modern England, exuberant with supply of all kinds, besieged
by nothing if it be not by invisible Enchantments, are we

reaching that ? How come these things ? Wherefore

are they, wherefore should they be?

Nor are they of the St. Ives workhouses, of the Glasgow
lanes, and Stockport cellars, the only unblessed among us.
This successful industry of England, with its plethoric wealth,
has as yet made nobody rich ; it is an^nchanted wealthy and
belongs yet to nobody. We might ask, Which of us has it
enriched ? We can spend thousands where we once spent
hundreds ; but can purchase nothing good with them. In
Poor and Rich, instead of noble thrift and plenty, there is
idle luxury alternating with mean scarcity and inability. We
have sumptuous garnitures for our Life, but have forgotten to
^ZfcEEdatthe middle of them. It is an enchanted wealth ; no
man of us can yet touch it. The class of men who feel that
they are traly^ netter off by means of it, let them give us their


Many men eat finer cookery, drink dearer liquors, — with
what advantage they can report, and their Doctors can : but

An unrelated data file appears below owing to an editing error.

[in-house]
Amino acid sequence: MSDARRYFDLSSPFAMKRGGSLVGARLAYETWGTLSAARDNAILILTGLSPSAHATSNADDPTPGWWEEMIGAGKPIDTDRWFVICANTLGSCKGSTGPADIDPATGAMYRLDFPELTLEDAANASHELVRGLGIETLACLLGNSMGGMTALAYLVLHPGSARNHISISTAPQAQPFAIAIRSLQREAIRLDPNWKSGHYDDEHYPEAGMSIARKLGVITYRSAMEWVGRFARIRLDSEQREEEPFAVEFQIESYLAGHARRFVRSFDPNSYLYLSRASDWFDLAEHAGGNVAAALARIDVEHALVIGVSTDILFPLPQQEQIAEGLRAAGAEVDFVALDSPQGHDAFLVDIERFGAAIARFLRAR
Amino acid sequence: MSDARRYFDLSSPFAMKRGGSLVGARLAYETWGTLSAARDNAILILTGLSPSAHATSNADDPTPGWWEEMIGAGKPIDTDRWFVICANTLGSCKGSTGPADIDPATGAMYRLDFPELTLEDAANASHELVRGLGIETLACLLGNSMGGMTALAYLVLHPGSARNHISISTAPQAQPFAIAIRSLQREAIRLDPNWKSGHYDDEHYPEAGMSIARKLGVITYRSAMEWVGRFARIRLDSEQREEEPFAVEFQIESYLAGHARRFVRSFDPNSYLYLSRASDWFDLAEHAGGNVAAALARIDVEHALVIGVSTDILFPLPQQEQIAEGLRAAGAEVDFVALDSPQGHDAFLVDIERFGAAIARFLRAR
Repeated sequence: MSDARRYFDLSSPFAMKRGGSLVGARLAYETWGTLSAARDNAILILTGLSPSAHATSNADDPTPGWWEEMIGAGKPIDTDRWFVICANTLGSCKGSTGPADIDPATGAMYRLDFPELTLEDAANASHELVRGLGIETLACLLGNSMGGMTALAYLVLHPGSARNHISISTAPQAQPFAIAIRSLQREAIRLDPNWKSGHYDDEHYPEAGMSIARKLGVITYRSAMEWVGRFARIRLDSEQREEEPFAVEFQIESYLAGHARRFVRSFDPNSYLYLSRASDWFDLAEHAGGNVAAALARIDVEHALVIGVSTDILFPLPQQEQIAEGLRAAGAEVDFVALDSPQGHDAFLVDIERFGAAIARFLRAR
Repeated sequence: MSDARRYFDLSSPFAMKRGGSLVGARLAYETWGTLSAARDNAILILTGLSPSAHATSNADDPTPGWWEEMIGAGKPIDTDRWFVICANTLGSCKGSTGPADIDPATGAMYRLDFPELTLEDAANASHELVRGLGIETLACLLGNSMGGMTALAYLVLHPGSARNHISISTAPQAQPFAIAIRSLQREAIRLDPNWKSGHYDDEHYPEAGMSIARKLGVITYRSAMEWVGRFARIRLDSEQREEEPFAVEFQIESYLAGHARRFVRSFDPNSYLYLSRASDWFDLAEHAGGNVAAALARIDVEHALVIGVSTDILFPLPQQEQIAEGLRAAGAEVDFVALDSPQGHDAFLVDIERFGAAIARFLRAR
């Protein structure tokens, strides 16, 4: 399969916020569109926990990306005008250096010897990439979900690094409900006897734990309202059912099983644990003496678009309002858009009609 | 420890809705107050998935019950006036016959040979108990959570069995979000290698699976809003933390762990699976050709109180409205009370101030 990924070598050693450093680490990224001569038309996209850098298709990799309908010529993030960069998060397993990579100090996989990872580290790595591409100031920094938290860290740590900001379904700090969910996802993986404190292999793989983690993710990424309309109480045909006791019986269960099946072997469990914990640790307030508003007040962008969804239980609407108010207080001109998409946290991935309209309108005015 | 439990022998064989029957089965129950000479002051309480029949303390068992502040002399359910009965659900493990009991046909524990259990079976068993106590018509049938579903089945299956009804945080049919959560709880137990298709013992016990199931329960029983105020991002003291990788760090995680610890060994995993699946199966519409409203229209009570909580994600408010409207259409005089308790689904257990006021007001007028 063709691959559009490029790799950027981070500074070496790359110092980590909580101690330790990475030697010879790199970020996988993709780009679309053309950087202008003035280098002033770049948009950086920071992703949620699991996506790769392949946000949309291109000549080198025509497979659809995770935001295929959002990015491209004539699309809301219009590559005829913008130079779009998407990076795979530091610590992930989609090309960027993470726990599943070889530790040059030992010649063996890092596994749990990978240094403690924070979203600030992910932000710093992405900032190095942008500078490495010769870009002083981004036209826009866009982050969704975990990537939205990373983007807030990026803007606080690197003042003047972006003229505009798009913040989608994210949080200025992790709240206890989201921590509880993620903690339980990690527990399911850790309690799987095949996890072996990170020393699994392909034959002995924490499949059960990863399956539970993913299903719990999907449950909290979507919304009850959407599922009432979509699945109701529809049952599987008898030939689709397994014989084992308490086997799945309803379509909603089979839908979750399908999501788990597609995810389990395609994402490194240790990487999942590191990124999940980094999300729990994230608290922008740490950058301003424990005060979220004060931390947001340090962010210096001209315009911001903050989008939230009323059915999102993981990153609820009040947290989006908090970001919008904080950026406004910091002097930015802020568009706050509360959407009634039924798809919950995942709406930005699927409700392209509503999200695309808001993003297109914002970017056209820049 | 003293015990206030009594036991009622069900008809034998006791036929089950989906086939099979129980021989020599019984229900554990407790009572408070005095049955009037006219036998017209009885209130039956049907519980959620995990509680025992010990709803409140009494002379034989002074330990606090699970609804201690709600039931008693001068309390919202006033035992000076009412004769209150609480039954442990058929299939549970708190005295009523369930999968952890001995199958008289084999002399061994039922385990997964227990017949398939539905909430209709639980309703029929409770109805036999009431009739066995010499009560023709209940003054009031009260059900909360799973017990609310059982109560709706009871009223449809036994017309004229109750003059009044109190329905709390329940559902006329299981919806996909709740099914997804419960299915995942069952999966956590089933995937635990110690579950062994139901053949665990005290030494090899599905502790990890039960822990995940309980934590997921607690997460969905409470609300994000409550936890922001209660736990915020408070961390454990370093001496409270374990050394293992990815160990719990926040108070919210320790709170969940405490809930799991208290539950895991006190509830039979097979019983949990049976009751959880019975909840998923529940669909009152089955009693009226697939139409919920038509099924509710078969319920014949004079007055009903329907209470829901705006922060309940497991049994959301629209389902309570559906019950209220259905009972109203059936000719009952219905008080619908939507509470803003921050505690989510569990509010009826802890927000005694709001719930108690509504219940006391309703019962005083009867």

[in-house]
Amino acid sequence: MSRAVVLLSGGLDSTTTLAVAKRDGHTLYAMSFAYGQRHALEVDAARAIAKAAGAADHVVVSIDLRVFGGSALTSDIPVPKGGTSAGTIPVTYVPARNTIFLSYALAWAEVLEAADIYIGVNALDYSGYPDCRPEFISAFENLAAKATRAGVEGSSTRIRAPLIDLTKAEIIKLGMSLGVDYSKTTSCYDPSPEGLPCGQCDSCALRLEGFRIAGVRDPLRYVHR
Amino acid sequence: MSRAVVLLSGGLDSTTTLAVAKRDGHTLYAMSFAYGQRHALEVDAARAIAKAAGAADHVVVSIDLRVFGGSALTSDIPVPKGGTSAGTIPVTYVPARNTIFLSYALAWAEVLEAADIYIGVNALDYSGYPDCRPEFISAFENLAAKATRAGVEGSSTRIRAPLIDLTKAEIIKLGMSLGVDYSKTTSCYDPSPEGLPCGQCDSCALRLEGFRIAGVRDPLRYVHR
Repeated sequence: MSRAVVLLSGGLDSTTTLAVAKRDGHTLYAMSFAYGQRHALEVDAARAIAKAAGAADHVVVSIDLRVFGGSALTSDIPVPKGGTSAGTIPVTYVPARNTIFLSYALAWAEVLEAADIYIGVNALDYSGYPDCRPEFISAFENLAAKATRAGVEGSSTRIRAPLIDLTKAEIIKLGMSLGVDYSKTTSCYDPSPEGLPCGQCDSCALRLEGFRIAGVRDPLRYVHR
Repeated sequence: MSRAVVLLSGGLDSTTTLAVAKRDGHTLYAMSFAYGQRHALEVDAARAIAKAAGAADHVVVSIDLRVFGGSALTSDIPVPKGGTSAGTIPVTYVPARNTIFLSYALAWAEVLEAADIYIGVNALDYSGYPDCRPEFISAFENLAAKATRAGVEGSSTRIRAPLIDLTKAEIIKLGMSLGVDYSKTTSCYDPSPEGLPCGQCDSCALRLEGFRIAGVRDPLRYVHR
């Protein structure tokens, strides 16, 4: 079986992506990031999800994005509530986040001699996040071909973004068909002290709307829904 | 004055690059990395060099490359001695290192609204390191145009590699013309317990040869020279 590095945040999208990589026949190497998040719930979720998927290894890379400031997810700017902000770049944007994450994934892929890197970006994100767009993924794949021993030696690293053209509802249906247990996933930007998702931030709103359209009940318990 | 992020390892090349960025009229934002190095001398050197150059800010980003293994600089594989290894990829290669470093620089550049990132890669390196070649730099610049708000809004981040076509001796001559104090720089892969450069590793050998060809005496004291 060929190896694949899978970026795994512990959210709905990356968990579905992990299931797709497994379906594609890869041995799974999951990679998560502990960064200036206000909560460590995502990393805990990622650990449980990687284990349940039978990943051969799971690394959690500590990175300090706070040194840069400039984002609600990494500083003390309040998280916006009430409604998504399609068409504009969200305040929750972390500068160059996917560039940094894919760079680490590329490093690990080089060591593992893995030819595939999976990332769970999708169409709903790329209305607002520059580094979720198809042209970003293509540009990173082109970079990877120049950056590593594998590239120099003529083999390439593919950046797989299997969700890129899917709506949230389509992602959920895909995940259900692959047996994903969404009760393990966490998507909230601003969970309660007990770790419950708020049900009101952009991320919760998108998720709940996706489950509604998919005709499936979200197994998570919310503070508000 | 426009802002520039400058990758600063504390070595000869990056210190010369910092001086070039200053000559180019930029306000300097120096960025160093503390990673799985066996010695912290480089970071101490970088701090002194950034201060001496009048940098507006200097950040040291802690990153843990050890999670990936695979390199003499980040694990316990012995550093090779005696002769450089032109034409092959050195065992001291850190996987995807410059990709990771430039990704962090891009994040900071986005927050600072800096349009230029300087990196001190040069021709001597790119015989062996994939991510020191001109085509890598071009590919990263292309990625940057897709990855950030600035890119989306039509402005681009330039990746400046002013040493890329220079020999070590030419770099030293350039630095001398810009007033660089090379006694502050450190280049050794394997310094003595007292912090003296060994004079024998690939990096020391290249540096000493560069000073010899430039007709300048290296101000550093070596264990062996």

in the heart of them, i f we go out of the dyspeptic stomach,
what increase of blessedness is .there? Are they better,
beautifuler, stronger, braver? Are they even what they call
* happier'? Do they look with satisfaction on more things
and human faces in this GodVEarth ; do more things and
human faces look with satisfaction on them ? Not so.
Human faces gloom discordantly, disloyally on one another.
Things, if it be not mere cotton and iron things, are growing
disobedient to man. The Master Worker is enchanted, for
the present, like his Workhouse Workman ; clamours, in vain
hitherto, for a very simple sort of ' Liberty ' : the liberty * to
buy where he finds it cheapest, to sell where he finds it dearest.'
With guineas jingling in every pocket, he was no whit richer ;


but now, the very guineas threatening to vanish, he feels that
he is poor indeed. Poor Master Worker ! And the Master
Unworker, is not he in a still fataler situation ? Pausing
amid his game-preserves, with awful eye, — as he well may !
Coercing fifty-pound tenants ; coercing, bribing, cajoling ;
' doing what he likes with his own.' His mouth full of loud
futilities, and arguments to prove the excellence of his Corn-
law ; and in his heart the blackest misgiving, a desperate
half-consciousness that his excellent Corn-law is indefensible,
that his loud arguments for it are of a kind to strike men too
literally dumb.

To whom, then, is this wealth of England wealth ? Who
is it that it blesses ; makes happier, wiser, beautifuler, in any
way better ? Who has got hold of it, to make it fetch and
carry for him, like a true servant, not like a false mock-
servant ; to do him any real service whatsoever ? As yet no
one. We have more riches than any Nation ever had before ;